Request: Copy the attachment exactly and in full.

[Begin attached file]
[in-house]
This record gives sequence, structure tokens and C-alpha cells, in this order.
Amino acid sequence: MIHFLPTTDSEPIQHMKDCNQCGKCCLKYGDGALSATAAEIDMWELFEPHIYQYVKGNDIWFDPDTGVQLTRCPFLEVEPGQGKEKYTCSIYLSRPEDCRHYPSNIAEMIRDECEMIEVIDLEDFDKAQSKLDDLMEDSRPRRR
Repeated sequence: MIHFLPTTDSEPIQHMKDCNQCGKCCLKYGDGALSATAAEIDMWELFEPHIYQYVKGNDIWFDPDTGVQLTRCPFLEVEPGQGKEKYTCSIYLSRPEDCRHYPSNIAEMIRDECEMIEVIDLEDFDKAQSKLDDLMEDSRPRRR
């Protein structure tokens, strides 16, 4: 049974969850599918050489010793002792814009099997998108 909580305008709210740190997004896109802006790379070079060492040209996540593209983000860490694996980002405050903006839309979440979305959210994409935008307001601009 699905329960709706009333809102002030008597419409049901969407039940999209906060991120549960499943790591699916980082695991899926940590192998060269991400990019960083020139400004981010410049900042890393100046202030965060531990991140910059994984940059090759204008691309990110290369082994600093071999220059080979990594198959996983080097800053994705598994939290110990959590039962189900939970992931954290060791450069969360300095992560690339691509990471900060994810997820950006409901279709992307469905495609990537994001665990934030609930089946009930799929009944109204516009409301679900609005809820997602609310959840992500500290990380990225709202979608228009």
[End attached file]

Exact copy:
[in-house]
This record gives sequence, structure tokens and C-alpha cells, in this order.
Amino acid sequence: MIHFLPTTDSEPIQHMKDCNQCGKCCLKYGDGALSATAAEIDMWELFEPHIYQYVKGNDIWFDPDTGVQLTRCPFLEVEPGQGKEKYTCSIYLSRPEDCRHYPSNIAEMIRDECEMIEVIDLEDFDKAQSKLDDLMEDSRPRRR
Repeated sequence: MIHFLPTTDSEPIQHMKDCNQCGKCCLKYGDGALSATAAEIDMWELFEPHIYQYVKGNDIWFDPDTGVQLTRCPFLEVEPGQGKEKYTCSIYLSRPEDCRHYPSNIAEMIRDECEMIEVIDLEDFDKAQSKLDDLMEDSRPRRR
């Protein structure tokens, strides 16, 4: 049974969850599918050489010793002792814009099997998108 909580305008709210740190997004896109802006790379070079060492040209996540593209983000860490694996980002405050903006839309979440979305959210994409935008307001601009 699905329960709706009333809102002030008597419409049901969407039940999209906060991120549960499943790591699916980082695991899926940590192998060269991400990019960083020139400004981010410049900042890393100046202030965060531990991140910059994984940059090759204008691309990110290369082994600093071999220059080979990594198959996983080097800053994705598994939290110990959590039962189900939970992931954290060791450069969360300095992560690339691509990471900060994810997820950006409901279709992307469905495609990537994001665990934030609930089946009930799929009944109204516009409301679900609005809820997602609310959840992500500290990380990225709202979608228009």